tied into high gear.
There is no doubt that the Chevy belongs to a master mechanic. It jumps
to life at the first touch of the starter button and is so quiet
it’s hard to tell that it is even running. The clutch takes hold immediately
and smoothly. The driving controls all fall easily to hand. Gearshifts
are quick and precise. We found the steering to be a little on the heavy
side, yet it has no tendency to wander. The ride is a little bouncy, but
we have to remember that this car has the shortest wheelbase of any of
the three we are driving today.
The brakes require a great deal of pressure to bring the car to quick,
sure stops. We have to wonder what they would be like if all the mechanical
connections under the car were coated with mud or ice as would have happened
under normal driving conditions of the day. We are amazed that the brake
and clutch pedals are bare metal with no rubber cover! Acceleration isn’t
neck snapping, but still it is more than adequate for a car of its day
in its price range.
The seating position in the Chevy is quite comfortable, once you’re
behind the wheel. But we found the wheel too close to
the seat for easy entry or exit. The front seat is adjustable, after a
fashion, by changing the bolts. As on all of our test cars, the front seats lift up and forward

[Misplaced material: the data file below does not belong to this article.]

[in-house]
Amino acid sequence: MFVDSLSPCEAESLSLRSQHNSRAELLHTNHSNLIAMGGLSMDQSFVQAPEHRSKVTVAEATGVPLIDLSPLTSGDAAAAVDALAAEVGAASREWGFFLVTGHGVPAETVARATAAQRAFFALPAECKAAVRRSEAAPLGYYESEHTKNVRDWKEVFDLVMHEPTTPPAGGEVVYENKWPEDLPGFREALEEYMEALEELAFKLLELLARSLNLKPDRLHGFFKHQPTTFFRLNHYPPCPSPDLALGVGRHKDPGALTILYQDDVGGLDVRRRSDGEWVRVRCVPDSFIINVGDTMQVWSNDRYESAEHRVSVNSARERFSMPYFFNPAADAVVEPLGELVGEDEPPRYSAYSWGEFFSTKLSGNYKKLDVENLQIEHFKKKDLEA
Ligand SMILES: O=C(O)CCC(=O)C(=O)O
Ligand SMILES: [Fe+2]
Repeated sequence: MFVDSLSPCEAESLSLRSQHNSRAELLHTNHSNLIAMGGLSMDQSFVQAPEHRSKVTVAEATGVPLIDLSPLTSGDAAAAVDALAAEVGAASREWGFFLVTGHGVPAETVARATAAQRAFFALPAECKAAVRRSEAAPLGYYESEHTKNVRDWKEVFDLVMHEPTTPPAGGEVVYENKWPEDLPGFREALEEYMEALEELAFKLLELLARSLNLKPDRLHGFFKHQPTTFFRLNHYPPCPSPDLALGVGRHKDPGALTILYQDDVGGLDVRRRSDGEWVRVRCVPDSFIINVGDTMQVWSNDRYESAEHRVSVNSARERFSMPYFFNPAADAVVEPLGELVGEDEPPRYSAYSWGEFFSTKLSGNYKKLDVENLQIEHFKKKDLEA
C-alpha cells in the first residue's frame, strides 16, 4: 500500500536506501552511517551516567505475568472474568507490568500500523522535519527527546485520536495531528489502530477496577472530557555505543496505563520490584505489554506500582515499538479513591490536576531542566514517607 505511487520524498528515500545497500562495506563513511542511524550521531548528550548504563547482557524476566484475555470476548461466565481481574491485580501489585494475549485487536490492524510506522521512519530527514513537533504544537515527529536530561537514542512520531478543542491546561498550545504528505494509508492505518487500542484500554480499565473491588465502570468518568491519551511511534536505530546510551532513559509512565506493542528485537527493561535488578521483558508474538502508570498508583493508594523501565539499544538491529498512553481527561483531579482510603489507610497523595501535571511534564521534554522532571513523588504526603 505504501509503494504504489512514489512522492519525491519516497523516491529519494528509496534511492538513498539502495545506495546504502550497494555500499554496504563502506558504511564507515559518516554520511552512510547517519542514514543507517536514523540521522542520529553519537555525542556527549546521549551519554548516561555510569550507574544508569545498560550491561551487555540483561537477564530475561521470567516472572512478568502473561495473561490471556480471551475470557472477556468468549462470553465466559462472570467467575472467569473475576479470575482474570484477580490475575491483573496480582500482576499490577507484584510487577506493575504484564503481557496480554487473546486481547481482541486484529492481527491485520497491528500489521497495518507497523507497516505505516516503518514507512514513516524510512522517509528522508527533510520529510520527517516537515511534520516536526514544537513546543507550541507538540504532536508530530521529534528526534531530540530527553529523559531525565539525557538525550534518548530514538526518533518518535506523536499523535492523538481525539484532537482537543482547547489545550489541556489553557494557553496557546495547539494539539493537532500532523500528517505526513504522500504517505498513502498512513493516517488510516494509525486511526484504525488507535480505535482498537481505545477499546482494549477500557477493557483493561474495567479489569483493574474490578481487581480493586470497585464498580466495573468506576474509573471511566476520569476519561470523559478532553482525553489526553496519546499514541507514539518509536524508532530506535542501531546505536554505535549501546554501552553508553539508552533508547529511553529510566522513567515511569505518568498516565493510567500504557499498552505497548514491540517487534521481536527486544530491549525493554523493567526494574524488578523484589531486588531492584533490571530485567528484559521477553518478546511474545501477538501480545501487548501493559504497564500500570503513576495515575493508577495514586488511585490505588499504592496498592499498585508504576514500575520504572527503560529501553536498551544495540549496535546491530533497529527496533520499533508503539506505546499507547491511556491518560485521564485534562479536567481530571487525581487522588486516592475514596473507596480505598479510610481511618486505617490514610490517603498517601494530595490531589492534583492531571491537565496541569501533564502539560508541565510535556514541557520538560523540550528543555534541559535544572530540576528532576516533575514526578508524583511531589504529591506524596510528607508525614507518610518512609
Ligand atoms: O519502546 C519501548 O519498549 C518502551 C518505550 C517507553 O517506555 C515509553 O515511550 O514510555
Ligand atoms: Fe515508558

to allow rear seat passengers entry or exit. The instruments, located in
the center of the panel, can cause the driver to divert attention from
the roadway to look at them. But they do have all the necessities for knowing
what’s happening under the hood.
The doors close with a solid “Fisher Body
clunk.” Dry rot, a common problem for composite body cars, hasn’t seemed
to have struck this car and caused its doors to sag.
We never really got a good drive behind the wheel of the
Ford. This car had been in storage for many years by the time we coaxed
it out of retirement for this little get-together. After our initial photo
rendezvous, the Ford’s coil “gave up the ghost” and it went home “pushing
a Chevy on a chain.”
Starting is typical of the flathead Ford V8. The Ford took some cranking each time, but never failed
to start until the coil gave out. Acceleration is brisk, almost to the
point of being jumpy. But then, this car was geared to act that way - a
fact that made Ford the favorite of the hot rod set. There is little doubt
that the Ford would outrun the other two from a standing start, but in
the long run we wouldn’t be bit surprised to see the Plymouth overtake
While the Chevrolet was the smallest in actual size,
the Ford looks smaller than it really
is. Handling is quick and the ride is typical “early buggy.” Though this